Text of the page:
There was a playful story we used to recite as children that required the listeners to respond, “Oh, that’s bad.” That comment would be immediately refuted as the story continued in a positive direction, evoking the comment, “Oh, that’s good,” to which the speaker would respond, “No, that’s bad,” as the story took a downward turn. After much back and forth, it would eventually have an unlikely ending where all involved would laugh.
Reading the account of the Apostles’ early ministry, it seems they experienced the same wide swings. The Apostles and all the believers met together at Solomon’s colonnade. “Oh, that’s good.” No, that’s bad: the High priest and members of the Sadducees were filled with jealousy and arrested them, putting them in public jail. “Oh, that’s bad.” No, that’s good: an angel of the Lord opened the doors and told them to stand in the temple courts and tell the people of new life in Christ. “Oh, that’s good.” No, that’s bad: the Captain of the Guard brought the Apostles before the Sanhedrin and the high priest who were furious and wanted to put them to death. “Oh, that’s bad.” No, that’s good: Gamaliel, a Pharisee, proposed that if the cause was not of God, it would fail; and if it was, it could not be stopped. “Oh, that’s good.” No, that’s bad: the Apostles ended up getting flogged. “Oh, that’s bad.” No, that’s good: the Apostles rejoiced in being counted worthy of suffering for the sake of Christ, and their ministry grew. (Acts 5:12-42)
If the story had stopped anywhere along the way, everyone would have had a totally incorrect idea of what was going on. Yet, this is the way we live our lives – wrapped up in the circumstances and immediacy of the moment because we don’t know what is coming next. Accordingly, we are either stressed to the max, or sailing along with no cares. Since neither is correct, we’re invariably taken by surprise when the swing comes, especially when we have expectations for particular outcomes. So, how does anyone maintain equilibrium?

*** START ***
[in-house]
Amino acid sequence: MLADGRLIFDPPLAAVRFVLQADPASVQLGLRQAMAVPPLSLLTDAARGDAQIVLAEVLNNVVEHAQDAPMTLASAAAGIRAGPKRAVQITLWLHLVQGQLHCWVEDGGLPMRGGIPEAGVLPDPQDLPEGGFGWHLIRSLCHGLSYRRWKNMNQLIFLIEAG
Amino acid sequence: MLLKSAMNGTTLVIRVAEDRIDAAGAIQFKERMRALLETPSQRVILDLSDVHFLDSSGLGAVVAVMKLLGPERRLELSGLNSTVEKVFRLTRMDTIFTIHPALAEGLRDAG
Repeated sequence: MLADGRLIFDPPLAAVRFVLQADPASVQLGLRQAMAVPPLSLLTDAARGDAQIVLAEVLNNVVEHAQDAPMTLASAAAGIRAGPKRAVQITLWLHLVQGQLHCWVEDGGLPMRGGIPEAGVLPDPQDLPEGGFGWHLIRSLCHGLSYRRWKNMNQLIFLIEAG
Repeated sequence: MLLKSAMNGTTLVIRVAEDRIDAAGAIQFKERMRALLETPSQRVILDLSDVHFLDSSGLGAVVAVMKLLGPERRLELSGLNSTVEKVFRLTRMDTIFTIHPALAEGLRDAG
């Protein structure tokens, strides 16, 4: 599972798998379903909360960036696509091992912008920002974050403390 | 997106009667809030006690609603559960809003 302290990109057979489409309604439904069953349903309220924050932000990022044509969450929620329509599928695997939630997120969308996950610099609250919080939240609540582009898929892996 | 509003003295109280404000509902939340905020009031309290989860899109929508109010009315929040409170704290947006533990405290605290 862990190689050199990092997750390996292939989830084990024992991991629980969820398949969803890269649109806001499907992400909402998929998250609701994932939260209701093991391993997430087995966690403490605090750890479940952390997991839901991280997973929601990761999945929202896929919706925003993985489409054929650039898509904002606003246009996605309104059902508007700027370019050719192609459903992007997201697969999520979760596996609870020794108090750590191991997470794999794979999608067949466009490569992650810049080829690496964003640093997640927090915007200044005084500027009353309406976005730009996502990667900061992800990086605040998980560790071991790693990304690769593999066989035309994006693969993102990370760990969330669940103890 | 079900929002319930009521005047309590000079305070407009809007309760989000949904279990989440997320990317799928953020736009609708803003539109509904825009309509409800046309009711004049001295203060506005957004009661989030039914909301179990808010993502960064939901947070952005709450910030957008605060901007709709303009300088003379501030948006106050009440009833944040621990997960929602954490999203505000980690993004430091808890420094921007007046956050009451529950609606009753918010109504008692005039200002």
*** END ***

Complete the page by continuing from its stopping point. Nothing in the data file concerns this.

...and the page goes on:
Taking a lesson from these early Christians, there are several things that immediately stand out.
- They were sold out to speak the life-saving truth of Jesus’ death for the benefit of all people. The reality of their personal experience with Jesus was so astounding and overwhelming that they could not contain it, but HAD to share what they knew.
- They were fearless. Heaven and eternity were so real to them, that their physical realities paled in comparison. The threat of bodily harm and death only left them with what they considered the better option of being reunited with Jesus forever.
- They trusted Jesus completely and unequivocally. They understood Jesus was in charge – He literally had the whole world in His hands. Whatever they were able to do was because Jesus had opened the door and provided the way. Therefore, He knew every situation inside out, He had a plan, and He was always working His plan regardless of the way the situation presented itself. Jesus got them into it – He would get them out…or not. All that mattered was that His purpose would be accomplished.
The Apostles knew the truth of Jesus’ Person and Character, because they personally knew Him. No one could take that away. The good news is that Jesus wants us to know Him with that same intimacy. He has given us the Holy Spirit for the communion and communication that intimate friendship requires. Through His Word we learn His Character and He exposes His heart. His very purposeful creation design for us as physical and spiritual beings was that we would only be complete when His Spirit connects with ours.
“Oh, this is so good!” No, it’s bad: I don’t know how to get there. “Oh, that’s bad.” No, it’s good: God’s strength is made perfect in my weakness. (2 Cor 12:9)
Lord, please help me to keep my eyes not on what is seen, but what is unseen, since what is seen is temporary, but what is unseen is eternal. Jesus, You are eternal and You ARE Love, so fill me with Your Love, because perfect Love overcomes all fear. That same Love enables me to trust in You with ALL my heart. Lord, don’t allow me to lean on my own understanding or human wisdom, but, in ALL my ways, let me acknowledge You, so that You alone will direct my steps – all that I do, all that I say, all that I am. (2 Cor 4:18, 1 John 4:8,18, Prov 3:5-6)